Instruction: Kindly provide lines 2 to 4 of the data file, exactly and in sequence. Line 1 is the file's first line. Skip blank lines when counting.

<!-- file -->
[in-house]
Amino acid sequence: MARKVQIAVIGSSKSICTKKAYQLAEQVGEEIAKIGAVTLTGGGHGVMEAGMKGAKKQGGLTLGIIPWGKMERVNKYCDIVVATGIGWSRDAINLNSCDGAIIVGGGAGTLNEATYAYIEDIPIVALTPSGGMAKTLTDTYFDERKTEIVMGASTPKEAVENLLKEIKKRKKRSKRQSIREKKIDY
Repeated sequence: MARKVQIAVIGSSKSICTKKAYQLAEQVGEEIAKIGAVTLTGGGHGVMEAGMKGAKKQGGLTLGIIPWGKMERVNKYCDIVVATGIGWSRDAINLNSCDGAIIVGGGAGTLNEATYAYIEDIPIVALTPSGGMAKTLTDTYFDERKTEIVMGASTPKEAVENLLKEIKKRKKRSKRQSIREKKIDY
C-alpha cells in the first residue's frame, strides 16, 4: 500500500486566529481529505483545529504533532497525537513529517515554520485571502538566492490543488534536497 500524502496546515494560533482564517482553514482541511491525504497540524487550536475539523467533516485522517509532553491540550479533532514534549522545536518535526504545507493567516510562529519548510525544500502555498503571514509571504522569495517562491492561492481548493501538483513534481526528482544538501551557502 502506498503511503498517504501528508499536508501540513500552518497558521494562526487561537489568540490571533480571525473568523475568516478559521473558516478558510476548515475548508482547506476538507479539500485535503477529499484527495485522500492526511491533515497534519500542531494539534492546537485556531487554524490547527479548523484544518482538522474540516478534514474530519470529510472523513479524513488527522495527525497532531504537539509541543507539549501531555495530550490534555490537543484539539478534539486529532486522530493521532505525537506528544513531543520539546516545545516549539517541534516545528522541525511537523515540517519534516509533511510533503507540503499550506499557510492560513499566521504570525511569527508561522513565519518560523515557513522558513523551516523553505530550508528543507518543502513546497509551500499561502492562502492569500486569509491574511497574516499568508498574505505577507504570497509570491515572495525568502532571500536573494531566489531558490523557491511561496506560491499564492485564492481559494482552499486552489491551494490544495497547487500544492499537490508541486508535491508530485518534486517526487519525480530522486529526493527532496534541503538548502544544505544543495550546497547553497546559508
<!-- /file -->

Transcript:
Amino acid sequence: MARKVQIAVIGSSKSICTKKAYQLAEQVGEEIAKIGAVTLTGGGHGVMEAGMKGAKKQGGLTLGIIPWGKMERVNKYCDIVVATGIGWSRDAINLNSCDGAIIVGGGAGTLNEATYAYIEDIPIVALTPSGGMAKTLTDTYFDERKTEIVMGASTPKEAVENLLKEIKKRKKRSKRQSIREKKIDY
Repeated sequence: MARKVQIAVIGSSKSICTKKAYQLAEQVGEEIAKIGAVTLTGGGHGVMEAGMKGAKKQGGLTLGIIPWGKMERVNKYCDIVVATGIGWSRDAINLNSCDGAIIVGGGAGTLNEATYAYIEDIPIVALTPSGGMAKTLTDTYFDERKTEIVMGASTPKEAVENLLKEIKKRKKRSKRQSIREKKIDY
C-alpha cells in the first residue's frame, strides 16, 4: 500500500486566529481529505483545529504533532497525537513529517515554520485571502538566492490543488534536497 500524502496546515494560533482564517482553514482541511491525504497540524487550536475539523467533516485522517509532553491540550479533532514534549522545536518535526504545507493567516510562529519548510525544500502555498503571514509571504522569495517562491492561492481548493501538483513534481526528482544538501551557502 502506498503511503498517504501528508499536508501540513500552518497558521494562526487561537489568540490571533480571525473568523475568516478559521473558516478558510476548515475548508482547506476538507479539500485535503477529499484527495485522500492526511491533515497534519500542531494539534492546537485556531487554524490547527479548523484544518482538522474540516478534514474530519470529510472523513479524513488527522495527525497532531504537539509541543507539549501531555495530550490534555490537543484539539478534539486529532486522530493521532505525537506528544513531543520539546516545545516549539517541534516545528522541525511537523515540517519534516509533511510533503507540503499550506499557510492560513499566521504570525511569527508561522513565519518560523515557513522558513523551516523553505530550508528543507518543502513546497509551500499561502492562502492569500486569509491574511497574516499568508498574505505577507504570497509570491515572495525568502532571500536573494531566489531558490523557491511561496506560491499564492485564492481559494482552499486552489491551494490544495497547487500544492499537490508541486508535491508530485518534486517526487519525480530522486529526493527532496534541503538548502544544505544543495550546497547553497546559508